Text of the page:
The Nunes memo, annotated: 10 things that may not be as simple as they appear

The memo reportedly alleges that the FBI abused its surveillance authority in connection with a secret court warrant.

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The memo released by the House Intelligence Committee makes several claims that are in dispute. Here are key points in the debate.


This memorandum provides Members an update on significant facts relating to the Committee's ongoing investigation into the Department of Justice (DOJ) and Federal Bureau of Investigation (FBI) and their use of the Foreign Intelligence Surveillance Act (FISA) during the 2016 presidential election cycle. Our findings, which are detailed below, 1) raise concerns with the legitimacy and legality of certain DOJ and FBI interactions with the Foreign Intelligence Surveillance Court (FISC), and 2) represent a troubling breakdown of legal processes established to protect the American people from abuses related to the FISA process.

David Lauter Washington Bureau Chief

Notably, this memo by the Intelligence Committee majority staff does not assert that the DoJ and FBI actions were illegitimate or illegal, just that they "raise concerns."

Investigation Update

On October 21, 2016, DOJ and FBI sought and received a FISA probable cause order (not under Title VII) authorizing electronic surveillance on Carter Page from the FISC. Page is a U.S. citizen who served as a volunteer advisor to the Trump presidential campaign. Consistent with requirements under FISA, the application had to be first certified by the Director or Deputy Director of the FBI. It then required the approval of the Attorney General, Deputy Attorney General (DAG), or the Senate-confirmed Assistant Attorney General for the National Security Division.


The date is significant because Page was no longer working for the Trump campaign at this point. Trump's supporters have argued that the surveillance was improper because it was targeted at his campaign.

The FBI and DOJ obtained one initial FISA warrant targeting Carter Page and three FISA renewals from the FISC.


The fact that the FISA court renewed the warrant on Page three times was not previously on the record and is significant. That means the federal judges who have been assigned to the FISA court on four separate occasions decided that prosecutors had met the legal standard of showing evidence of probable cause to believe thatPage was "a foreign power or an agent of a foreign power.”

As required by statute (50 U.S.C. §,1805(d)(1)), a FISA order on an American citizen must be renewed by the FISC every 90 days and each renewal requires a separate finding of probable cause. Then-Director James Comey signed three FISA applications in question on behalf of the FBI, and Deputy Director Andrew McCabe signed one. Then-DAG Sally Yates, then-Acting DAG Dana Boente, and DAG Rod Rosenstein each signed one or more PISA applications on behalf of DOJ.

Due to the sensitive nature of foreign intelligence activity, FISA submissions (including renewals) before the FISC are classified. As such, the public's confidence in the integrity of the FISA process depends on the court's ability to hold the government to the highest standard­ – particularly as it relates to surveillance of American citizens.

However, the FISC's rigor in protecting the rights of Americans, which is reinforced by 90-day renewals of surveillance orders, is necessarily dependent on the government's production to the court of all material and relevant facts. This should include information potentially favorable to the target of the FISA application that is known by the government. In the case of Carter Page, the government had at least four independent opportunities before the FISC to accurately provide an accounting of the relevant facts. However, our findings indicate that, as described below, material and relevant information was omitted.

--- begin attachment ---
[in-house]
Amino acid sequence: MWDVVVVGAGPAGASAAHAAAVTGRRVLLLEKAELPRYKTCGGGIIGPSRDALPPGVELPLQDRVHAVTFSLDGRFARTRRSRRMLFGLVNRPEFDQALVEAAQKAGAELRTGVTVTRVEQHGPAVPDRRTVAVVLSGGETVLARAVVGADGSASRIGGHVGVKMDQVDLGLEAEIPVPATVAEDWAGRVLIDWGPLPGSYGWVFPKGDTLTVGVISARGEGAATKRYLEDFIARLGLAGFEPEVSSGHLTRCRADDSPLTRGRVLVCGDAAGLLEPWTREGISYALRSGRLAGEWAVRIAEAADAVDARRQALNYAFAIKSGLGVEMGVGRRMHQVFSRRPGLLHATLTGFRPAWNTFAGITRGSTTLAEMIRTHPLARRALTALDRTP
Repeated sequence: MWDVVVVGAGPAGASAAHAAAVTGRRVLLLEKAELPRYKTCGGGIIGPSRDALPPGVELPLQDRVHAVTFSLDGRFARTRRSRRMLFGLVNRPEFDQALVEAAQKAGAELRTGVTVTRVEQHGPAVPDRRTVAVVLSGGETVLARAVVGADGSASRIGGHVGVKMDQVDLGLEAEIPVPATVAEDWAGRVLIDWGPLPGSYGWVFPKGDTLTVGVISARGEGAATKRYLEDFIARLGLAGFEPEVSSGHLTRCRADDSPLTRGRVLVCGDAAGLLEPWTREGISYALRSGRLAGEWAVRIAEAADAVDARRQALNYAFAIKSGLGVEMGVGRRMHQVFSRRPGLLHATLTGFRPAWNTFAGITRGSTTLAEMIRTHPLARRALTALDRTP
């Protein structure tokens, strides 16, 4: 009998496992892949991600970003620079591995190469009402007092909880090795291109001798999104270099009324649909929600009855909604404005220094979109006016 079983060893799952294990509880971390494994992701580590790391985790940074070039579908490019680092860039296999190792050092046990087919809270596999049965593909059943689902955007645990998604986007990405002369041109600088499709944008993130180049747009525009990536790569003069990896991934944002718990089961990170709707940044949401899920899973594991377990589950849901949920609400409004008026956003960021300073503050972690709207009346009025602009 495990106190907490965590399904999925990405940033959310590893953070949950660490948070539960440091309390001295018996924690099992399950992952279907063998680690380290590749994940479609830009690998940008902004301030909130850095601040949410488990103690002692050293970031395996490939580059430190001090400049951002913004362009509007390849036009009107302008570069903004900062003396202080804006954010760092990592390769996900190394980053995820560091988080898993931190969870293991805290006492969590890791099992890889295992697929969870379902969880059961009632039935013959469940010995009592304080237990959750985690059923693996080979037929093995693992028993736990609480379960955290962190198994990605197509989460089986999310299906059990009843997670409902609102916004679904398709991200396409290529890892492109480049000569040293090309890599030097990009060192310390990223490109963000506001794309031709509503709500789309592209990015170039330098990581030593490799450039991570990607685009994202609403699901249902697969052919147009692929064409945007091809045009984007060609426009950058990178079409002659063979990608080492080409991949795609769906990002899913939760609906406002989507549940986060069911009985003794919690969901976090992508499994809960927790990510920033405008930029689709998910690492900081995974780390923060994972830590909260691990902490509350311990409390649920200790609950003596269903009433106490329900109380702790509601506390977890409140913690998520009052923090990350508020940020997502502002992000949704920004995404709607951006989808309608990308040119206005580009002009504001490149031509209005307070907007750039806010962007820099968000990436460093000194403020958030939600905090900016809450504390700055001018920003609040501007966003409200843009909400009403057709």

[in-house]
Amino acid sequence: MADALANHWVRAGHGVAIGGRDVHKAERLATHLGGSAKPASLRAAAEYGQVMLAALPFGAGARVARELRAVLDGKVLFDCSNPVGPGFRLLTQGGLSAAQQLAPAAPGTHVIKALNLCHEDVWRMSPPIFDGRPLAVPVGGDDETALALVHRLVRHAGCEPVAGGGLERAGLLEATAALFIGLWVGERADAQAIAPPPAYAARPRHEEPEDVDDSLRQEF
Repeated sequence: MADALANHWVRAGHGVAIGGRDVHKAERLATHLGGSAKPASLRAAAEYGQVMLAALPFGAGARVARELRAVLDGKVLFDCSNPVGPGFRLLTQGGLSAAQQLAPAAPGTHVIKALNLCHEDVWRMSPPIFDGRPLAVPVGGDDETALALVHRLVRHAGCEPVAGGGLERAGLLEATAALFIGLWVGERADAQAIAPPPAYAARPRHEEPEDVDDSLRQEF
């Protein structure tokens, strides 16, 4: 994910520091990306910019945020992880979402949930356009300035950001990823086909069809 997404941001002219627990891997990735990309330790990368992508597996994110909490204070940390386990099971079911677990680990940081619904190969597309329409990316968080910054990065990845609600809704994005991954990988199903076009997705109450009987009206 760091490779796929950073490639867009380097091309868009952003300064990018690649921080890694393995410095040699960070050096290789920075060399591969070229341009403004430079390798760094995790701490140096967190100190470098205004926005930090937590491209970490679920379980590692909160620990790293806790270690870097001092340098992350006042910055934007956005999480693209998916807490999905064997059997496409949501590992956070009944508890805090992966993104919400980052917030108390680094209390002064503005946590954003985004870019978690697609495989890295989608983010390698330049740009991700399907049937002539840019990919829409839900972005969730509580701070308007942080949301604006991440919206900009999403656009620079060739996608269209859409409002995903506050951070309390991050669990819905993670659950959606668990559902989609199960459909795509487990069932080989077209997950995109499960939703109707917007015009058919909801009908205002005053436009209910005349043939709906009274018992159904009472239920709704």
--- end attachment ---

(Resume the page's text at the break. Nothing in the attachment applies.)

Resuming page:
1) The "dossier" compiled by Christopher Steele (Steele dossier) on behalf of the Democratic National Committee (DNC) and the Hillary Clinton campaign formed an essential part of the Carter Page FISA application.


This is one of the memo's key, contested assertions. Republicans say the material in the Steele dossier was "essential" for the warrant application; Democrats say it was just one piece of evidence among several. The actual evidence to tell whether this statement is true or false would be the warrant affidavit, which remains highly classified.

Steele was a longtime FBI source who was paid over $160,000 by the DNC and Clinton campaign, via the law firm Perkins Coie and research firm Fusion GPS, to obtain derogatory information on Donald Trump's ties to Russia.

a) Neither the initial application in October 2016, nor any of the renewals, disclose or reference the role of the DNC, Clinton campaign, or any party/campaign in funding Steele's efforts, even though the political origins of the Steele dossier were then known to senior DOJ and FBI officials.


Without seeing the application, there's no way to verify if this statement is true. But legal experts have also noted that a judge reviewing a warrant application might not find the question of who paid Steele relevant. Warrants often rely on information given to law enforcement officials by informants, and informants typically have ulterior motives. That's not a new issue for judges.

b) The initial FISA application notes Steele was working for a named U.S. person, but does not name Fusion GPS and principal Glenn Simpson, who was paid by a U.S. law firm (Perkins Coie) representing the DNC (even though it was known by DOJ at the time that political actors were involved with the Steele dossier). The application does not mention Steele was ultimately working on behalf of – and paid by – the DNC and Clinton campaign, or that the FBI had separately authorized payment to Steele for the same information.